Campus Units

Genetics, Development and Cell Biology, Plant Pathology and Microbiology, Biochemistry, Biophysics and Molecular Biology, Roy J. Carver Department of, NSF Engineering Research Center for Biorenewable Chemicals, Genetics and Genomics, Center for Metabolic Biology

Document Type

Article

Publication Version

Published Version

Publication Date

7-11-2017

Journal or Book Title

PloS ONE

Volume

12

Issue

7

First Page

e0180850

DOI

10.1371/journal.pone.0180850

Abstract

Aerial plant organs possess a diverse array of extracellular surface lipids, including both non-polar and amphipathic constituents that collectively provide a primary line of defense against environmental stressors. Extracellular surface lipids on the stigmatic silks of maize are composed primarily of saturated and unsaturated linear hydrocarbons, as well as fatty acids, and aldehydes. To efficiently extract lipids of differing polarities from maize silks, five solvent systems (hexanes; hexanes:diethyl ether (95:5); hexanes:diethyl ether (90:10); chloroform:hexanes (1:1) and chloroform) were tested by immersing fresh silks in solvent for different extraction times. Surface lipid recovery and the relative composition of individual constituents were impacted to varying degrees depending on solvent choice and duration of extraction. Analyses were performed using both silks and leaves to demonstrate the utility of the solvent- and time-optimized protocol in comparison to extraction with the commonly used chloroform solvent. Overall, the preferred solvent system was identified as hexanes:diethyl ether (90:10), based on its effectiveness in extracting surface hydrocarbons and fatty acids as well as its reduced propensity to extract presumed internal fatty acids. Metabolite profiling of wildtype and glossy1 seedlings, which are impaired in surface lipid biosynthesis, demonstrated the ability of the preferred solvent to extract extracellular surface lipids rich in amphipathic compounds (aldehydes and alcohols). In addition to the expected deficiencies in dotriacontanal and dotriacontan-1-ol for gl1 seedlings, an unexpected increase in fatty acid recovery was observed in gl1 seedlings extracted in chloroform, suggesting that chloroform extracts lipids from internal tissues of gl1 seedlings. This highlights the importance of extraction method when evaluating mutants that have altered cuticular lipid compositions. Finally, metabolite profiling of silks from maize inbreds B73 and Mo17, exposed to different environments and harvested at different ages, revealed differences in hydrocarbon and fatty acid composition, demonstrating the dynamic nature of surface lipid accumulation on silks.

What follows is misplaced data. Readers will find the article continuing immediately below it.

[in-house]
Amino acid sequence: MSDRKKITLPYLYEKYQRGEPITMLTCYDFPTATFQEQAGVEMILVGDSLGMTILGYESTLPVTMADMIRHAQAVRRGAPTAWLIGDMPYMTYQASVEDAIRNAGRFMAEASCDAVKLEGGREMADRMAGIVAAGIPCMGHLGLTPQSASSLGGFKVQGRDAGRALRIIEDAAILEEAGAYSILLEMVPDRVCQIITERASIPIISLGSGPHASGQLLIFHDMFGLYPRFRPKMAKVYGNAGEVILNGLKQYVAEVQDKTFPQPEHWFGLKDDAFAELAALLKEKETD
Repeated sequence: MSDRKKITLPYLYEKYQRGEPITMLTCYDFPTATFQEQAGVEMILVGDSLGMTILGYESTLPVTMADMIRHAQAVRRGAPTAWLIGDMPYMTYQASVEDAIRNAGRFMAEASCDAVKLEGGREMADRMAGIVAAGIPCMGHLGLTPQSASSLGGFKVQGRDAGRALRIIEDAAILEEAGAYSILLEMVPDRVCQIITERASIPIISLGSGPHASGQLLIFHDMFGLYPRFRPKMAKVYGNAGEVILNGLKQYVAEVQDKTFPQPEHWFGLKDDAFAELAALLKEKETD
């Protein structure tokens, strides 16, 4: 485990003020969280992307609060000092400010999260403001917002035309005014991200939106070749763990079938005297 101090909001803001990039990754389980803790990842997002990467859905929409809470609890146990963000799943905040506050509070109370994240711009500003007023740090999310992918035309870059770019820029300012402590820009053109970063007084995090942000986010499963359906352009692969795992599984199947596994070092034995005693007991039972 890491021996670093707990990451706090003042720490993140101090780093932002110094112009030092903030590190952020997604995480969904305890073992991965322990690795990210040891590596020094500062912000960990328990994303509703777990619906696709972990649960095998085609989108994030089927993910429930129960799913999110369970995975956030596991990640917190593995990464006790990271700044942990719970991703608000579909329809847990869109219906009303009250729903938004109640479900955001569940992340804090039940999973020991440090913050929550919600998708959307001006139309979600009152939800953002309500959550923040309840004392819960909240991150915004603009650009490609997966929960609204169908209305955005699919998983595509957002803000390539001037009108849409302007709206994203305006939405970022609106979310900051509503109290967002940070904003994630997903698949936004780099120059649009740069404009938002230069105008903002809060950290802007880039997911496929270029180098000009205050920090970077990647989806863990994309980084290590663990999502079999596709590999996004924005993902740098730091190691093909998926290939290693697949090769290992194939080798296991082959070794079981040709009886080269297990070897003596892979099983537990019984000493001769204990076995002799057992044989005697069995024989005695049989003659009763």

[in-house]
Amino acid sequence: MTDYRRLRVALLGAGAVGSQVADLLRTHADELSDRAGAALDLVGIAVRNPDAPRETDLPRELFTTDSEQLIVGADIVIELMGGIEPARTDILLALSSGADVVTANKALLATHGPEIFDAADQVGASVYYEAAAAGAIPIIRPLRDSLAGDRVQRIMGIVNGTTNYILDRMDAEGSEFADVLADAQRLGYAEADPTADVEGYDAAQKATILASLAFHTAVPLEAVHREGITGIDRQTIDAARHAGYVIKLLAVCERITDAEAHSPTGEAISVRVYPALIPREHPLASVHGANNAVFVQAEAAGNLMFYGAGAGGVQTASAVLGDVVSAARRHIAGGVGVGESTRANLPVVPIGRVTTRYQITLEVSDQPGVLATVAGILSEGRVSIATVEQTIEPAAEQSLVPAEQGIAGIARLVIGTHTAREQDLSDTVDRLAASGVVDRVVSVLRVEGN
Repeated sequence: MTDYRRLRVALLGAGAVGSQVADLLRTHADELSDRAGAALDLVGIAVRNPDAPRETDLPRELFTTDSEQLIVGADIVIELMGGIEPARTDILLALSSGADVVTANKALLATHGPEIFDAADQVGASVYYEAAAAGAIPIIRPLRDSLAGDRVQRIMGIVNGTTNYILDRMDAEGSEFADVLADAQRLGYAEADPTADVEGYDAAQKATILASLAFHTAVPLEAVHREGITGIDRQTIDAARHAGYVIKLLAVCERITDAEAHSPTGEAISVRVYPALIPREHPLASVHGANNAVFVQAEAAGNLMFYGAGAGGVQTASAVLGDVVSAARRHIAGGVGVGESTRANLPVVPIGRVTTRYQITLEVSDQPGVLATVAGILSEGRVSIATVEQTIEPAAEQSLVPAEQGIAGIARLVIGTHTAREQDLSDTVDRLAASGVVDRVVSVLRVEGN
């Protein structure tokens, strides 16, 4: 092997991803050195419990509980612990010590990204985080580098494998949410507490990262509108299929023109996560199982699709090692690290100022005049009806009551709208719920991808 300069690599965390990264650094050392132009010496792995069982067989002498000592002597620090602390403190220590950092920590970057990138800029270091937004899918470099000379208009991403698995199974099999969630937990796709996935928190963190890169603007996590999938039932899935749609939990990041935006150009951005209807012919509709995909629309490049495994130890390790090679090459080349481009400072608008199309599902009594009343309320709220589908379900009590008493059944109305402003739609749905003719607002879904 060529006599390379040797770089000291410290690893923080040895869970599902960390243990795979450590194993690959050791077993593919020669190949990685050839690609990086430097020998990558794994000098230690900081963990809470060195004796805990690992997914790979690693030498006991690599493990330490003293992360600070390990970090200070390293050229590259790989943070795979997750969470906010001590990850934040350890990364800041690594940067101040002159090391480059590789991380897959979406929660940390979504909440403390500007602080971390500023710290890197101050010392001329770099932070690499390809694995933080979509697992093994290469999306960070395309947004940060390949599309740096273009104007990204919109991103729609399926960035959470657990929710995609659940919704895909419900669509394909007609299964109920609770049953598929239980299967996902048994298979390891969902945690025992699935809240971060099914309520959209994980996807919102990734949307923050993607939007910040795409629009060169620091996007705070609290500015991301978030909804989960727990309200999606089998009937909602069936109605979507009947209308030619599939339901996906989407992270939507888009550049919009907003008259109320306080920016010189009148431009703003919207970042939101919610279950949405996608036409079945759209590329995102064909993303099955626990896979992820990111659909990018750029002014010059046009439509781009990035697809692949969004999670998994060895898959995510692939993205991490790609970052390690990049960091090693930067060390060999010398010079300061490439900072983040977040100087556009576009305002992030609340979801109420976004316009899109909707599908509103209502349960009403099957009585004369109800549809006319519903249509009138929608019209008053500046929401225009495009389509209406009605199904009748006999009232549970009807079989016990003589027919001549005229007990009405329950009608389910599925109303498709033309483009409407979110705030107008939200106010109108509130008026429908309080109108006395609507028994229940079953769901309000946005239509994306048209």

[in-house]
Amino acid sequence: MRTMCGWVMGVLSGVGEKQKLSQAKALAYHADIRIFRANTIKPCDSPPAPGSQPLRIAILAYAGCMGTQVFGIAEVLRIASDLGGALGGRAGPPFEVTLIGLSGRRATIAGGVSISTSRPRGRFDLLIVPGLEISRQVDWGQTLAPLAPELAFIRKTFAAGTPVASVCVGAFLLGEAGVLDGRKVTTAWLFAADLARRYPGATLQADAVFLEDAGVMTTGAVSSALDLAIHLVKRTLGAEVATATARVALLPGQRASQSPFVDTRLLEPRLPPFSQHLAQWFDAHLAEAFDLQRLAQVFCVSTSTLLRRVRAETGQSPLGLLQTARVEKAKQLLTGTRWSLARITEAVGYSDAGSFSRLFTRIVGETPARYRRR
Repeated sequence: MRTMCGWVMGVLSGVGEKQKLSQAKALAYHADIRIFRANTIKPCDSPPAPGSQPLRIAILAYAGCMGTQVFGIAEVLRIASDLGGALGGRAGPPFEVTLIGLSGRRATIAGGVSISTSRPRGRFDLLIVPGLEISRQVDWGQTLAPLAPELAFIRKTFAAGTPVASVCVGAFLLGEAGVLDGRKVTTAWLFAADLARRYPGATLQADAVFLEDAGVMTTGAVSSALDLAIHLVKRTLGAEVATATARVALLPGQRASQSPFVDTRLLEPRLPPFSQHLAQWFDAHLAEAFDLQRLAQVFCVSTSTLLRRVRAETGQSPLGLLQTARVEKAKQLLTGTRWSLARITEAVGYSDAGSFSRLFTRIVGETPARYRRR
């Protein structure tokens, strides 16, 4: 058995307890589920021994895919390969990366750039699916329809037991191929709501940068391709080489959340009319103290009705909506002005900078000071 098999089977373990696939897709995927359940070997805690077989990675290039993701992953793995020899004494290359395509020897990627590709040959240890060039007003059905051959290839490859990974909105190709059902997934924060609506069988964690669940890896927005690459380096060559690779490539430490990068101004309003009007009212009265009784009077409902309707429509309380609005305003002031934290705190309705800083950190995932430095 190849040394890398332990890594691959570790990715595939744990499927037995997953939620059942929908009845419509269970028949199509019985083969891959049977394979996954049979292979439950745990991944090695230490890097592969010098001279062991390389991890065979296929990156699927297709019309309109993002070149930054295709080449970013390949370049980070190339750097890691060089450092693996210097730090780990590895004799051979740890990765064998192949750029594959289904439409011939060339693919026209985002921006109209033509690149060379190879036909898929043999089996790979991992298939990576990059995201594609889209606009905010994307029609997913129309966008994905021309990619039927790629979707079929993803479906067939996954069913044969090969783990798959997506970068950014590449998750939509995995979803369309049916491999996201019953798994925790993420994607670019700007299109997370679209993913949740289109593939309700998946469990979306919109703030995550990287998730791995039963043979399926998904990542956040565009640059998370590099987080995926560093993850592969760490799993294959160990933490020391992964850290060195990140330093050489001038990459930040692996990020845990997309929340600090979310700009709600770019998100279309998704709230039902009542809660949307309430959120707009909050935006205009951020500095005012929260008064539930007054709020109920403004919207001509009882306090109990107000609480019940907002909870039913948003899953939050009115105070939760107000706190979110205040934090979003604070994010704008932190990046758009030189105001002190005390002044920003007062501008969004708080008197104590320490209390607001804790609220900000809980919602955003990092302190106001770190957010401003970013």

Comments

This article is published as Loneman DM, Peddicord L, Al-Rashid A, Nikolau BJ, Lauter N, Yandeau-Nelson MD (2017) A robust and efficient method for the extraction of plant extracellular surface lipids as applied to the analysis of silks and seedling leaves of maize. PLoS ONE 12(7): e0180850. doi: 10.1371/journal.pone.0180850.

Rights

This is an open access article, free of all copyright, and may be freely reproduced, distributed, transmitted, modified, built upon, or otherwise used by anyone for any lawful purpose. The work is made available under the Creative Commons CC0 public domain dedication.

Language

en

File Format

application/pdf

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